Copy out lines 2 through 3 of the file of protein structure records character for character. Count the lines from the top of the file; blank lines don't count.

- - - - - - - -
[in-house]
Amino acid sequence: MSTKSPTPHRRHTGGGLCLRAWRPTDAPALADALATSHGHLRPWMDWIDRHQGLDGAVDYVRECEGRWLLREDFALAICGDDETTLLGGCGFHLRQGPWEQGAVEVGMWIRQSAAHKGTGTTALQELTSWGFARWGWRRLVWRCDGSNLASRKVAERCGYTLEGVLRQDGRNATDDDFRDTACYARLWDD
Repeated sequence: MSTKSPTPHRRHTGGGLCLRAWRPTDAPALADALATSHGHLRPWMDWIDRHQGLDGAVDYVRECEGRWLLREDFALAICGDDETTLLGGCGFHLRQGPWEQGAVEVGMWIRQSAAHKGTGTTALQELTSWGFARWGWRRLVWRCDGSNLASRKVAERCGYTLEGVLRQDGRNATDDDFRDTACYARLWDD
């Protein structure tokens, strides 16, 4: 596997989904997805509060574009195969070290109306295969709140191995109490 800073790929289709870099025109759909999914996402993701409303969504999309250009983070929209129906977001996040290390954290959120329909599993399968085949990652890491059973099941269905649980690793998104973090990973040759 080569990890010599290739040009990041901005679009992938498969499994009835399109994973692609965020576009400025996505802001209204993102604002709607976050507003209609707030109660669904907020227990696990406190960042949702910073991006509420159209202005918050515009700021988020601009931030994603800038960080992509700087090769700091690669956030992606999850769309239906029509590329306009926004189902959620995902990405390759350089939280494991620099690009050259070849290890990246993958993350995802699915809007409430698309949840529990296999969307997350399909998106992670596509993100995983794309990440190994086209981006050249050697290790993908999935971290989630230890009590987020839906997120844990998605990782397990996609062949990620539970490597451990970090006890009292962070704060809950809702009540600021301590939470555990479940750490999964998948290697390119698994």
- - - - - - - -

Amino acid sequence: MSTKSPTPHRRHTGGGLCLRAWRPTDAPALADALATSHGHLRPWMDWIDRHQGLDGAVDYVRECEGRWLLREDFALAICGDDETTLLGGCGFHLRQGPWEQGAVEVGMWIRQSAAHKGTGTTALQELTSWGFARWGWRRLVWRCDGSNLASRKVAERCGYTLEGVLRQDGRNATDDDFRDTACYARLWDD
Repeated sequence: MSTKSPTPHRRHTGGGLCLRAWRPTDAPALADALATSHGHLRPWMDWIDRHQGLDGAVDYVRECEGRWLLREDFALAICGDDETTLLGGCGFHLRQGPWEQGAVEVGMWIRQSAAHKGTGTTALQELTSWGFARWGWRRLVWRCDGSNLASRKVAERCGYTLEGVLRQDGRNATDDDFRDTACYARLWDD